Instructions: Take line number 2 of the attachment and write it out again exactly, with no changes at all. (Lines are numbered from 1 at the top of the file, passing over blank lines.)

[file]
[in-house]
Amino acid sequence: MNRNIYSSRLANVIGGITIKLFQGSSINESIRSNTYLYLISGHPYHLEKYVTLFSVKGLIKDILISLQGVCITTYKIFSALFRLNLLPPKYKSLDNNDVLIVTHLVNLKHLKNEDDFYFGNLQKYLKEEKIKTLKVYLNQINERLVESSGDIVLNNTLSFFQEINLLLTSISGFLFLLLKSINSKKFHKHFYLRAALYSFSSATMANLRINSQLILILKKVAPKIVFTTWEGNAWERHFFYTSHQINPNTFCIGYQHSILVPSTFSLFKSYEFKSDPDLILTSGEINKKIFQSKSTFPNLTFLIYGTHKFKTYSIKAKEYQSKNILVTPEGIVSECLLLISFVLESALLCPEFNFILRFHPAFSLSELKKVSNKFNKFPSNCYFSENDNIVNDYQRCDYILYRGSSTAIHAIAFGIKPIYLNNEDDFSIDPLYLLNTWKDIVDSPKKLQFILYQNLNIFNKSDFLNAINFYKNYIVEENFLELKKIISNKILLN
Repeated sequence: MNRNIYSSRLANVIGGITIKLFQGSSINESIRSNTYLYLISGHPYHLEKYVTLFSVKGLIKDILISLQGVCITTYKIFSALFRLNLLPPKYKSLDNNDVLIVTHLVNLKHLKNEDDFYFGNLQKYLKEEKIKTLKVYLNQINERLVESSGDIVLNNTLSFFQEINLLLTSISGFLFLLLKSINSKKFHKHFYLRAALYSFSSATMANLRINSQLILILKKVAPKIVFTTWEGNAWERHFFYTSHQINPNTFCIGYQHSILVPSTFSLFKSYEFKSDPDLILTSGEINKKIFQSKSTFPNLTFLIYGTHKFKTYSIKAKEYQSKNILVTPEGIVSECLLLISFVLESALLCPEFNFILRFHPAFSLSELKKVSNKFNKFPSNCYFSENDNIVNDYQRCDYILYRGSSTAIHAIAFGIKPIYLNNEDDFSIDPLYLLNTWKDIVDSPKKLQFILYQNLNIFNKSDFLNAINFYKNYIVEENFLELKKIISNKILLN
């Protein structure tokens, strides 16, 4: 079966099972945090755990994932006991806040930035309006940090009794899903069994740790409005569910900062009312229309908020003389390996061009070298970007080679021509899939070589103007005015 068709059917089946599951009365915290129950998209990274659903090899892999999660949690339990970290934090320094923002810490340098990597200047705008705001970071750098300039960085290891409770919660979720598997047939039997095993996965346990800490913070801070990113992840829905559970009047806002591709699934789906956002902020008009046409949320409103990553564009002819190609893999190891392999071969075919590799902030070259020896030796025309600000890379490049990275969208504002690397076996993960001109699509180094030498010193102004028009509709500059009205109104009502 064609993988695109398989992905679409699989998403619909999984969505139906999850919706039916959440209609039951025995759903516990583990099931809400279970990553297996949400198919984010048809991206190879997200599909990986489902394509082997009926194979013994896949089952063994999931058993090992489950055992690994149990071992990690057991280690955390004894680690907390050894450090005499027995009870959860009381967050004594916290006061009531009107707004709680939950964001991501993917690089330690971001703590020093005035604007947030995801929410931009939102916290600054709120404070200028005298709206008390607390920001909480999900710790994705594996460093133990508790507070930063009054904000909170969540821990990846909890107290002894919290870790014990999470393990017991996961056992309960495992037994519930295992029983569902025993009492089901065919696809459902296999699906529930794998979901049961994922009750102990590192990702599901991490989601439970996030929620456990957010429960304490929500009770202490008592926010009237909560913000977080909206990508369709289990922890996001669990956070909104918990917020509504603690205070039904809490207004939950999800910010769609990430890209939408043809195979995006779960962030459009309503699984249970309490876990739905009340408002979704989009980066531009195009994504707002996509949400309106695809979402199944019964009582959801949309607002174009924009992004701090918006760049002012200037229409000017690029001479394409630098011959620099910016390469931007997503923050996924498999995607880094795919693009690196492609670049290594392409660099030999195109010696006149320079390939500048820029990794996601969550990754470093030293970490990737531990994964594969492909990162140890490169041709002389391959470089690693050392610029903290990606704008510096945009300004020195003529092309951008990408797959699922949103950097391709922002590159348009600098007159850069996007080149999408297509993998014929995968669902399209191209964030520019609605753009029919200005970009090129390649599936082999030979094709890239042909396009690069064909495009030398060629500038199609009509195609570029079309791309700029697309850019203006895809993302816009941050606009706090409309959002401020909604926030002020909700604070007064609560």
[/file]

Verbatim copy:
Amino acid sequence: MNRNIYSSRLANVIGGITIKLFQGSSINESIRSNTYLYLISGHPYHLEKYVTLFSVKGLIKDILISLQGVCITTYKIFSALFRLNLLPPKYKSLDNNDVLIVTHLVNLKHLKNEDDFYFGNLQKYLKEEKIKTLKVYLNQINERLVESSGDIVLNNTLSFFQEINLLLTSISGFLFLLLKSINSKKFHKHFYLRAALYSFSSATMANLRINSQLILILKKVAPKIVFTTWEGNAWERHFFYTSHQINPNTFCIGYQHSILVPSTFSLFKSYEFKSDPDLILTSGEINKKIFQSKSTFPNLTFLIYGTHKFKTYSIKAKEYQSKNILVTPEGIVSECLLLISFVLESALLCPEFNFILRFHPAFSLSELKKVSNKFNKFPSNCYFSENDNIVNDYQRCDYILYRGSSTAIHAIAFGIKPIYLNNEDDFSIDPLYLLNTWKDIVDSPKKLQFILYQNLNIFNKSDFLNAINFYKNYIVEENFLELKKIISNKILLN